Queen Outed Herself as a Fan of the EU
Does Britain's future lie in Europe? In 1988, long before the prospect of Brexit, the queen spoke about the issue with a German diplomat. A document viewed by DER SPIEGEL shows that she held a very clear view.
Britain's Queen Elizabeth II had to hold back during the Brexit debate, but she was apparently an early believer in the United Kingdom's integration into the European Union. This is revealed in a diplomatic cable written by Ambassador Rüdiger Freiherr von Wechmar after his farewell visit to the queen as he left the German Embassy in London in 1988. The document is held in the German Foreign Ministry's political archive.
The cable, originally written in Germany, states that Queen Elizabeth II left "no doubt that the future of Britain lies in Europe."
Speaking of her subjects, she said: "Some have not realized this yet." The Queen is obliged to remain neutral -- she is not allowed to express herself politically in public. According to Wechmar's account, however, she told him that the British were still a largely insular people and that they didn't have a clear understanding of the European single market.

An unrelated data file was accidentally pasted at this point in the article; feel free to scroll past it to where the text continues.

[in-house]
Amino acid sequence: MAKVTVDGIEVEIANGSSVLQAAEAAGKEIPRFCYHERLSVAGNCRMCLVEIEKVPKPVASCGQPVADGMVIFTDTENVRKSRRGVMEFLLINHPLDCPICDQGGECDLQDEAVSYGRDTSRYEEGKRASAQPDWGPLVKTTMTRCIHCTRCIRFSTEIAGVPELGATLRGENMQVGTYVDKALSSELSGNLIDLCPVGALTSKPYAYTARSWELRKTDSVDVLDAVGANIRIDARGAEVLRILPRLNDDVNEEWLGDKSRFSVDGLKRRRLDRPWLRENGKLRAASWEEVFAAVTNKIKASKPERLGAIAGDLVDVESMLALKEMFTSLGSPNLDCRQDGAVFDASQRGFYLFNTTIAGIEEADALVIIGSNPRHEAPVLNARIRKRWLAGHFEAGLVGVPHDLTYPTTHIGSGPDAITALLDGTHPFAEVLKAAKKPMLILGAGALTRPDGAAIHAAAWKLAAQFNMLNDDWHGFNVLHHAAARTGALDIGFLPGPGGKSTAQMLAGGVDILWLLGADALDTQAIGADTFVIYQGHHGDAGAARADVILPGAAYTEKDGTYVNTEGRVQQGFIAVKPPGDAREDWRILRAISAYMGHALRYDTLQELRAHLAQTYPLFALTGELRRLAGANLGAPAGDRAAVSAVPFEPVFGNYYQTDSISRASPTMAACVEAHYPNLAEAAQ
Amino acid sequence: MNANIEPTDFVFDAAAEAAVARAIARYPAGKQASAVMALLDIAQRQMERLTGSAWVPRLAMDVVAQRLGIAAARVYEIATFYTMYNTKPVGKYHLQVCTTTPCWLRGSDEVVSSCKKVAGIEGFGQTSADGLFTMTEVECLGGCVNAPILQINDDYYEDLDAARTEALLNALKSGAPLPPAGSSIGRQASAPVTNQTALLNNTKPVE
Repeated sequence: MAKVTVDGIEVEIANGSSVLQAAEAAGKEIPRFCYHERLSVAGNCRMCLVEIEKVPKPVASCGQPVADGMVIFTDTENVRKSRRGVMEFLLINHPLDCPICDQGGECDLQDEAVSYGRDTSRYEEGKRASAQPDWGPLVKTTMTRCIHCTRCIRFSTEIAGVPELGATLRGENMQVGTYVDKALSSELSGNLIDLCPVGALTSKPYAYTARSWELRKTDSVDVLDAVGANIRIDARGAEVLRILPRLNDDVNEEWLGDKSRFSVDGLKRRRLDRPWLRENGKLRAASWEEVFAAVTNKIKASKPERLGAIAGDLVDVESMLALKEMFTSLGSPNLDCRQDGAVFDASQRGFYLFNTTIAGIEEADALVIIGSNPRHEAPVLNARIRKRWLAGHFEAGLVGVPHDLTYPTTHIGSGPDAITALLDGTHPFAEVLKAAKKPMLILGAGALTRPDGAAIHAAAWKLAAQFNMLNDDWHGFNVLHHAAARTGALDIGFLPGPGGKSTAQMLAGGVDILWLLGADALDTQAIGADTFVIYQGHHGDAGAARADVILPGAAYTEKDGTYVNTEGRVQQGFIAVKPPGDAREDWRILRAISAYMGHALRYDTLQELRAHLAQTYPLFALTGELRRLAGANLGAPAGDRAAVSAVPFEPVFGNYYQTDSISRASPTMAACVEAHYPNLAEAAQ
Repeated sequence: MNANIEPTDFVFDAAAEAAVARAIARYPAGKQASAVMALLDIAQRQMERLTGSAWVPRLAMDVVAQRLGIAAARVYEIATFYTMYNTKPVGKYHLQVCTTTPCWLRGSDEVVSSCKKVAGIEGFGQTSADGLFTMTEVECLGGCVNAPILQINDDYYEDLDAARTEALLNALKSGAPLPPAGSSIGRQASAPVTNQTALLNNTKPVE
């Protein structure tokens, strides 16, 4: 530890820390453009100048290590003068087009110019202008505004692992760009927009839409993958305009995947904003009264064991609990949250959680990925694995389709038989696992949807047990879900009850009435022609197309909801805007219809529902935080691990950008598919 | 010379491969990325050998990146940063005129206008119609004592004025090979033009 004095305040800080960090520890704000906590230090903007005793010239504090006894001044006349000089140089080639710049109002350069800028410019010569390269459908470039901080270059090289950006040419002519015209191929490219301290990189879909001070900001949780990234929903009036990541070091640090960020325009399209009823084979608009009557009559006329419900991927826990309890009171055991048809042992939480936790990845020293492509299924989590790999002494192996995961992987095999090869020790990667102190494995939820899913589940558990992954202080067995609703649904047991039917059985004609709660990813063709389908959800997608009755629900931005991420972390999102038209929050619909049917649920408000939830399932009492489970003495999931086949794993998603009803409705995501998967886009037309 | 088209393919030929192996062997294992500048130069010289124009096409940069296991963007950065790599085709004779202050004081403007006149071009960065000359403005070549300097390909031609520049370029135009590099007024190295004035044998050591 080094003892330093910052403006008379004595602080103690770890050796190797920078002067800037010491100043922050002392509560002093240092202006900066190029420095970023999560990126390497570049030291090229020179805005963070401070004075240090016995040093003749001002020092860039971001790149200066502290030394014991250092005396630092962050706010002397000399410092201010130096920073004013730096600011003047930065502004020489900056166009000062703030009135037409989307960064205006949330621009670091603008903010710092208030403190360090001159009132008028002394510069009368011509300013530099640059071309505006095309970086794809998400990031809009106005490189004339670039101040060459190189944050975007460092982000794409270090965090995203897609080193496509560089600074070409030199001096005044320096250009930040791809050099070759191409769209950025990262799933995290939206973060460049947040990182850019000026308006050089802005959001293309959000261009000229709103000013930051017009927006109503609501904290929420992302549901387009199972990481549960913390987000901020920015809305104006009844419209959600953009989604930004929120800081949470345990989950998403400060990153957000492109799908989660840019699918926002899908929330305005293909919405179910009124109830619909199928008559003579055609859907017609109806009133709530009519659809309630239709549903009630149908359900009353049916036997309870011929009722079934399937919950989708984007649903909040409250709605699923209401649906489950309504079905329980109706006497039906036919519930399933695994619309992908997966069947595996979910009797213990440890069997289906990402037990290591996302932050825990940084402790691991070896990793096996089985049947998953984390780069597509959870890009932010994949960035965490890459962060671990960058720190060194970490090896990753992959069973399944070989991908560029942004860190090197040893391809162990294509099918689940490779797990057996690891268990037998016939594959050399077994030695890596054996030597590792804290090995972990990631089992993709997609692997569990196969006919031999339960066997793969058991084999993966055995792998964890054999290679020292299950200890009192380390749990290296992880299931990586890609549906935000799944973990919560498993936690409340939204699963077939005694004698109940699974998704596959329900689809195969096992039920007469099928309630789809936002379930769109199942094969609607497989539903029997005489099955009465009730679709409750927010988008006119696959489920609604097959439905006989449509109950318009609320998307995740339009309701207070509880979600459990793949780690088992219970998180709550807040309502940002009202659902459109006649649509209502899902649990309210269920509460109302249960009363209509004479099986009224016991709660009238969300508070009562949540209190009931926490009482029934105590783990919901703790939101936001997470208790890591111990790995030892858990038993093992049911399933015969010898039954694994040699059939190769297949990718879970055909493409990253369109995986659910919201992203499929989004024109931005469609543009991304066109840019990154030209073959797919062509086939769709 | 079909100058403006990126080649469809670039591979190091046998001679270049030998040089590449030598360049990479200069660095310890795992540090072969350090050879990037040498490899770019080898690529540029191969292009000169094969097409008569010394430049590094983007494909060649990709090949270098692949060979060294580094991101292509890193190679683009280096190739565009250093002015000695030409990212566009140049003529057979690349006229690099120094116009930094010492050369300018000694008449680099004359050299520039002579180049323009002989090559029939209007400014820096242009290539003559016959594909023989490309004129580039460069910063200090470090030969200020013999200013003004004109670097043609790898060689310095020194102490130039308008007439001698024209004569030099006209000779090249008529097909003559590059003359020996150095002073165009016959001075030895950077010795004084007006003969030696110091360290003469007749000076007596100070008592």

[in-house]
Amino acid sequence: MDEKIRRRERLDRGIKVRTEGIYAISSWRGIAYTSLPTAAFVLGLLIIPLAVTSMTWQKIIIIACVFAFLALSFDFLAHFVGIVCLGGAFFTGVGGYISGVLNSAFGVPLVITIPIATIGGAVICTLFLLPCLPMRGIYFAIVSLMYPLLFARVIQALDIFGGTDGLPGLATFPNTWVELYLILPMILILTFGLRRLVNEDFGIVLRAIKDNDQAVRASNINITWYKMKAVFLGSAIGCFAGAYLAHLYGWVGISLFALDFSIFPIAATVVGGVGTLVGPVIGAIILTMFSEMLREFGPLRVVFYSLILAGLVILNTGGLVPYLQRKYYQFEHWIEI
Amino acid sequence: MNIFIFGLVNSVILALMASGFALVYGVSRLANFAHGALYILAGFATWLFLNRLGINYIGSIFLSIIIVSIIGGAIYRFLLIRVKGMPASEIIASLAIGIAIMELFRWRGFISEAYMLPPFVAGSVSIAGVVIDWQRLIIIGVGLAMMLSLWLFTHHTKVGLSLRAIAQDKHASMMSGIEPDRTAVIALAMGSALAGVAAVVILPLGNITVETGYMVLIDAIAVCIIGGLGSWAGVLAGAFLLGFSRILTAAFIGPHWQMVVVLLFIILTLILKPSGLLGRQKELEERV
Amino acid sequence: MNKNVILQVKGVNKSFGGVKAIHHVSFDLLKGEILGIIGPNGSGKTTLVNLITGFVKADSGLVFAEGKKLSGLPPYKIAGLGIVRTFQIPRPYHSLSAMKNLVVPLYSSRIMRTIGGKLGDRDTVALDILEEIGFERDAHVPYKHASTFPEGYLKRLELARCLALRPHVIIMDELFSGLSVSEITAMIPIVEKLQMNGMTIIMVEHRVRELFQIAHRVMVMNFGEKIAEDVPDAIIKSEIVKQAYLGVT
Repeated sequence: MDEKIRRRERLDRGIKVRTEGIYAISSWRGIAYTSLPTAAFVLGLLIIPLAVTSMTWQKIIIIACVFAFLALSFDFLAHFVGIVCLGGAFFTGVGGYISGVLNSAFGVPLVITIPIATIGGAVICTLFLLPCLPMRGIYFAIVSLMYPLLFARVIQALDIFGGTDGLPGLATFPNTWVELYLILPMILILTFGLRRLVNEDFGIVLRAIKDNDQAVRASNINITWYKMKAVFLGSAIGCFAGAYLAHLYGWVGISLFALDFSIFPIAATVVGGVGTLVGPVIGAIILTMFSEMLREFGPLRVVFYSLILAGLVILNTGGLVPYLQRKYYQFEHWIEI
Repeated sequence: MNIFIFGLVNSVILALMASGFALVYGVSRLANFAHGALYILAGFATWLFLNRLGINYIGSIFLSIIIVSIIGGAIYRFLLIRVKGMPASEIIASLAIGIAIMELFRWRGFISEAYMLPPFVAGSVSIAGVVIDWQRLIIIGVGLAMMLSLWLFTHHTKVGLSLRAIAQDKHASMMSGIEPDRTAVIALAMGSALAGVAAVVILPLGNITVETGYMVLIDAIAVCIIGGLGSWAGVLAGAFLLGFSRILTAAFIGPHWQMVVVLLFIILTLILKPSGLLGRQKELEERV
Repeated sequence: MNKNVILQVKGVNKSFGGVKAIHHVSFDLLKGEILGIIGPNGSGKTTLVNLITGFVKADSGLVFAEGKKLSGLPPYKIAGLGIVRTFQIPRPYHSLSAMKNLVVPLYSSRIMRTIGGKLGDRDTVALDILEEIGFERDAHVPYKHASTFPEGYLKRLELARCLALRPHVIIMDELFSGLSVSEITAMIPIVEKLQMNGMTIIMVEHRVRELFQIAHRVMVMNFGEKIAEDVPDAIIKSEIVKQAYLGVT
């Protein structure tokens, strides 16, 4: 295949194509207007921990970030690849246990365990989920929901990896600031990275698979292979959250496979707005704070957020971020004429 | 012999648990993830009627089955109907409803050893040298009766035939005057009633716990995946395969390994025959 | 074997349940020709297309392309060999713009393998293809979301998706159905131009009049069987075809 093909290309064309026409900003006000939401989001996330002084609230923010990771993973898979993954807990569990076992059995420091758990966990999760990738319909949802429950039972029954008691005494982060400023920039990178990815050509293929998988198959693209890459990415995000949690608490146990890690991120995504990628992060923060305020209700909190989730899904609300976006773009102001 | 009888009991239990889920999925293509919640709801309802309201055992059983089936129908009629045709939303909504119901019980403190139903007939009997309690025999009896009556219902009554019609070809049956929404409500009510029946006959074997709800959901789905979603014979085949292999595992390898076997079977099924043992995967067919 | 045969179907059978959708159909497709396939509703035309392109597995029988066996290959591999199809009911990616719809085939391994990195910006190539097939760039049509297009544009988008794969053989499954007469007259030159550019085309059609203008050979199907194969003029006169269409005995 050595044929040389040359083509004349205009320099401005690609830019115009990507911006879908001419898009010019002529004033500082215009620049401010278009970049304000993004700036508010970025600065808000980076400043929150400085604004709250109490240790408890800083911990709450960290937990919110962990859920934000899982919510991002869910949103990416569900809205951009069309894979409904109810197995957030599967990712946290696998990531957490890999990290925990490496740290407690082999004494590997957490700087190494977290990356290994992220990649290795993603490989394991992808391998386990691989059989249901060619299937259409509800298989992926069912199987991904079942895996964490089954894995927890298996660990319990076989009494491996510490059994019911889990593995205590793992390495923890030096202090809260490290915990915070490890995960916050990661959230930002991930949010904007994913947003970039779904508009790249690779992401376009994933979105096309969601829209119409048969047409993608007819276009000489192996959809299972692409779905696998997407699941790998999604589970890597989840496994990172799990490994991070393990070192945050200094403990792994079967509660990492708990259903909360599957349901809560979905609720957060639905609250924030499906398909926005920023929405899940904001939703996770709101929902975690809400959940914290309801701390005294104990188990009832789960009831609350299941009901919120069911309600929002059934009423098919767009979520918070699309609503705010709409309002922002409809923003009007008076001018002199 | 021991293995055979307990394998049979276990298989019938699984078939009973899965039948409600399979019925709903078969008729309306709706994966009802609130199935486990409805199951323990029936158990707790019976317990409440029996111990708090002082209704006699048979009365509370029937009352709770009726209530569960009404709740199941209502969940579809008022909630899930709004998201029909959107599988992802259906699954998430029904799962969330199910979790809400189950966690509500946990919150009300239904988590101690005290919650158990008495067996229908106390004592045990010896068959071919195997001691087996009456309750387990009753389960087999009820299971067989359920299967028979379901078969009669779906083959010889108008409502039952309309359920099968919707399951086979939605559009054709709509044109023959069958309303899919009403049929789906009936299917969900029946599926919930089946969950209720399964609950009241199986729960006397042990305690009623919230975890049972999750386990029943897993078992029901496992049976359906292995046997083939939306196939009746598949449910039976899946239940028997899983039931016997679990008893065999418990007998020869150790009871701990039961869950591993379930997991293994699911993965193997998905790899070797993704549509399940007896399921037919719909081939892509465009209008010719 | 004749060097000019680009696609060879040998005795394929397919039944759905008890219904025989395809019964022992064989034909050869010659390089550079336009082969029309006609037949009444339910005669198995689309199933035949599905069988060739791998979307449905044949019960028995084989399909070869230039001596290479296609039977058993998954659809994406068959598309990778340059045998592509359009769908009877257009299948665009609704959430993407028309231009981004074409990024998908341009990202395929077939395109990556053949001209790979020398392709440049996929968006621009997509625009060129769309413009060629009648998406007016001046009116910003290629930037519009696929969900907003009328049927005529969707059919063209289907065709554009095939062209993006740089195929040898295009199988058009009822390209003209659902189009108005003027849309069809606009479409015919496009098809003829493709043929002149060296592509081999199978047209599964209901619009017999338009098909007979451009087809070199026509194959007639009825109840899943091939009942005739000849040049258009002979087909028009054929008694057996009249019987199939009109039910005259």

When Wechmar referred to an educational campaign by the British government, the monarch from the House of Windsor, originally a German noble family, grew sarcastic: "It is about time."
The queen repeatedly criticized then-Prime Minister Margaret Thatcher, a euroskeptic at the time. When Wechmar suggested that Thatcher seemed to want a different Europe from the one the German government supported, the queen responded by saying: "That will change." After a dramatic pause, she added: "If she is still around."
When the diplomat mentioned Thatcher's ability to go with the political flow, the queen pointedly said: "Yes, even she has now discovered the hole in the ozone layer."
The De Gruyter Verlag publishing house will soon publish the document on behalf of Germany's Institute for Contemporary History.